“Writing is a lonely, uncertain, and unpredictable path. However, I learned that if you stay true to the voice in your head and heart, that has guided you all along, you end up exactly at your destination.” --Lisa Paul
The Reading Experience
Aside from the fact that the sociopolitical premise of Swimming in the Daylight alone demands to be noted as one of great importance and historical significance, in the beginning, you may find that you feel as though you're not sure what you should be committing to memory as you are reading. As readers, we are thrown into another country, its customs, its people, its secrets, in the same manner that Lisa found herself.
The advice I gave myself: take a deep breath. Swim in the daylight (pun intended). Know that important parts of this memoir stay firm in your mind. That is the beauty of Lisa's writing. Each scene builds upon itself. Each subsequent scene builds upon the one before it, in a way that sheds light, so long as what has come before is somewhere in the back of your mind. And rest assured it will be there. Just as Lisa found herself looking back on moments when she saw a connection or made yet another realization, so will you.
The footnotes are helpful, should you choose to read them, though they by no means make or break your reading experience. And Lisa did a wonderful job of incorporating definitions and background information to terms that would otherwise mean nothing to people like me.
And don't worry if you can't remember names or specifics. Lisa does a fabulous job of capturing the core of each person and place, and therefore, each time they come up, you know exactly who is speaking, or being spoken of (as you might remember a face), without having to remember a name. In fact in the scheme of things, the name isn't what matters, it's who the person is. The truth is, and Lisa makes this very apparent, that at their core, people are the same all over the world, so it is easy to find yourself understanding a person and knowing them from the little things that make us all human.
Some moments encapsulated such a poetic quality and intense narrative in the way she describes them, that I found myself savoring those moments.
"I gave her a box of tea from a Beriozka store, as it was my custom to bring a small gift when I went to a Russian apartment for the first time. She was pleased to receive it and stood up, clamping her cigarette between her lips as she did, then gathered an eclectic group of chipped cups from cupboard and set them on the table... She scooped a spoonful of dark red jam from a saucer on the table, stirred it into her cup, and then exhaled smoke across the table while pushing the jam toward me, past a saucer full of her cigarette ashes." (Paul 82-83)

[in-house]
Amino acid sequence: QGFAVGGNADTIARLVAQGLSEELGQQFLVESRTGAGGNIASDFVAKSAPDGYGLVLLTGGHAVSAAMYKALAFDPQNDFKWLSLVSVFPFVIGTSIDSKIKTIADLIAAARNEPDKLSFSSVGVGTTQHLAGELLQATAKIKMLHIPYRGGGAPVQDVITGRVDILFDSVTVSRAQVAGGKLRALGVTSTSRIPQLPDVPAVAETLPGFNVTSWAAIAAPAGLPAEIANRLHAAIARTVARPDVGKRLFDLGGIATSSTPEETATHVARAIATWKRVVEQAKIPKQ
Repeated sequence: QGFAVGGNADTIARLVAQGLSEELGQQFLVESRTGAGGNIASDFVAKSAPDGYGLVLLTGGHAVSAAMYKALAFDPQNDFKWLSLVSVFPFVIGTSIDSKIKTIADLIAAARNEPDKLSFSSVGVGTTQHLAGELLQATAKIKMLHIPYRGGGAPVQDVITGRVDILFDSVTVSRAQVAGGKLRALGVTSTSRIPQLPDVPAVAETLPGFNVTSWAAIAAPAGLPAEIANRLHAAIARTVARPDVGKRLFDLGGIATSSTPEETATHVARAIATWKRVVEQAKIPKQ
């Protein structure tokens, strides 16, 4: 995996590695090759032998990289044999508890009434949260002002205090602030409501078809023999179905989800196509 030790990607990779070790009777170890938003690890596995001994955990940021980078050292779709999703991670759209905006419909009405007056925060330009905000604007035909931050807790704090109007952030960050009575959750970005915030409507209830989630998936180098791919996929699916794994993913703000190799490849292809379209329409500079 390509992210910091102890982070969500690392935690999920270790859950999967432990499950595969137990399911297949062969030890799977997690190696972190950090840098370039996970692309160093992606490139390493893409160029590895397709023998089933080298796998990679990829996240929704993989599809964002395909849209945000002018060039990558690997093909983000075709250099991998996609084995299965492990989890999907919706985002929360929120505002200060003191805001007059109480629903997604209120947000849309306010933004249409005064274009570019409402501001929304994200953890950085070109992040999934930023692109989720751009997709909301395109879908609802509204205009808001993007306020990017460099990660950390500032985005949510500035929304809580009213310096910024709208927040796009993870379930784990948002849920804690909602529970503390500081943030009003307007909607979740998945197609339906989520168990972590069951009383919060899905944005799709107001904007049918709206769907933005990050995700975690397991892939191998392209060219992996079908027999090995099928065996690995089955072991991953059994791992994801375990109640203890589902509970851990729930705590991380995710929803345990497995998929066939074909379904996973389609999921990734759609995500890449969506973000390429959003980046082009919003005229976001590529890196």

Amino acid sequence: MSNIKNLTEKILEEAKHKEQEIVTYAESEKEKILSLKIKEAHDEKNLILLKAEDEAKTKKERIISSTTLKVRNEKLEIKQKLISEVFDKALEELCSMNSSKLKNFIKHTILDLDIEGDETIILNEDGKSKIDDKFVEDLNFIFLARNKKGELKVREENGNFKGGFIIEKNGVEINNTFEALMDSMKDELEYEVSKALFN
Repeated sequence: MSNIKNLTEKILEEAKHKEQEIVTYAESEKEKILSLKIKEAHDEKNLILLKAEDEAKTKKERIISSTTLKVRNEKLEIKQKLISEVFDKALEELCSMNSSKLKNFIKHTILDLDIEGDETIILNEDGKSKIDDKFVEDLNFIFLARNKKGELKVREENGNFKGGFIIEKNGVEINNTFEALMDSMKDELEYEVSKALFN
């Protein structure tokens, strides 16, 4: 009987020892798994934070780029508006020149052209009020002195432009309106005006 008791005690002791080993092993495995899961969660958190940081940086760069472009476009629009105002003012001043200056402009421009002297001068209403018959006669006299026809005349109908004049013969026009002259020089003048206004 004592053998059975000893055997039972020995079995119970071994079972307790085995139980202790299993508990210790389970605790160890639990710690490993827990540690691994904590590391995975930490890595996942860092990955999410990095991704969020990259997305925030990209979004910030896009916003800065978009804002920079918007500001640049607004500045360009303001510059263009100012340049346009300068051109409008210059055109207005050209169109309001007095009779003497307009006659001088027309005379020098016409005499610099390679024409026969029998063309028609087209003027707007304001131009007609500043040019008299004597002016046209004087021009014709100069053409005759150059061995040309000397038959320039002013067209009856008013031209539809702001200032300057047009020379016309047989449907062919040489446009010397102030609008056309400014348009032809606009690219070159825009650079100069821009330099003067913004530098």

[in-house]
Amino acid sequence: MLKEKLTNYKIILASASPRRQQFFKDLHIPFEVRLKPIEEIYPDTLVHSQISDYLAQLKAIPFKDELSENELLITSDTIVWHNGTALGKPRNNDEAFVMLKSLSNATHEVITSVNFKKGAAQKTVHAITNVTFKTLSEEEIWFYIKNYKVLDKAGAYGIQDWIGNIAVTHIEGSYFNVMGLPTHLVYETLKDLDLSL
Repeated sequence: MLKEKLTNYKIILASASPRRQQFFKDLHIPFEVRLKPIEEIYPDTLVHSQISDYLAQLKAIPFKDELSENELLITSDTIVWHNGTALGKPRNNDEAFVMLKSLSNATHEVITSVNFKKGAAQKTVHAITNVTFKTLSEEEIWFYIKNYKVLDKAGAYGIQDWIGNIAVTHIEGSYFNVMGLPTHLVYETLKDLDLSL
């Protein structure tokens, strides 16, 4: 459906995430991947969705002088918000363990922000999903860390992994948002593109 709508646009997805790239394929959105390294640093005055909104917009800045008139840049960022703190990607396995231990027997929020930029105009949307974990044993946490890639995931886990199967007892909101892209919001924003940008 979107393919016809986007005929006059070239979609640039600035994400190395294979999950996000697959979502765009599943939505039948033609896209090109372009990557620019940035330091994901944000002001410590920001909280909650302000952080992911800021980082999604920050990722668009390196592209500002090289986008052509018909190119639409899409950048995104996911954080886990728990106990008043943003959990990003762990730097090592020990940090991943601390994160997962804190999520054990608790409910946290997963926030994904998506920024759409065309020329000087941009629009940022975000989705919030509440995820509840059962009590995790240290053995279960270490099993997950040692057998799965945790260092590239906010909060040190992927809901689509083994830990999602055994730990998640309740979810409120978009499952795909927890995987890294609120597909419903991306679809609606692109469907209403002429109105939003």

While some scenes can be viewed as backdrops, there is always something important that comes from them. Some lesson learned, or a piece of the puzzle shown. These moments are not always comfortable. They are a mixture, at times, of serenity and discomfort. A beautiful thing that I much appreciate about her writing is that Lisa is not afraid to show the intensity of these types of moments. One of my favorite examples come from Chapter 9 "The Dirty Dog" and is a part of the Patriarch's Pond scene (a flashback moment for Lisa).
"I stood with her, attentively, tears swelling in my eyes. I did not distance myself from her nose. She stared into my eyes a few more seconds -- long enough that I started to feel uncomfortable. Then she snapped out of her trance, and in the moment after she saw me, kissed my cheek. Her lips were smooth and warm, and no more of an intrusion upon me than if a butterfly had landed on my skin, and no less beautiful." (Paul 75)
Yes, Lisa Paul has succeeded in so many ways. Through this memoir of her journey, we can understand and come away with a message that is so very important: That feeling sorry for, and taking action for, one person alone, is never enough to make a real and truthful change in this world. A full and varied understanding must be made and had of every aspect involved in what one is fighting for—the “big picture.”
"Inna would never have wanted this story to just be about her as she knew she had become the symbol of a struggle that was so much bigger than one person. She also knew many people whose sufferings she considered so much greater than hers--as she said, she had never been arrested or sent to prison. I knew that during my activism for her, and I was intentional about making it more than just about her. One of the first statements she made at the press conference when she arrived is, "I'm happy to be here, on behalf of all of those I left behind." So, it was natural for me to approach the task of writing the book with the knowledge that telling just her story was not enough." --Lisa Paul
One also has to go beyond the complexities of emotion, while at the same time embracing emotion, in order for hope, courage, faith, and love to blossom. Once they have, anything is possible.
Swimming in the Daylight: An American Student, a Soviet-Jewish Dissident, and the Gift of Hope, by Lisa C. Paul can be purchased online in Hardcover and is now available for kindle.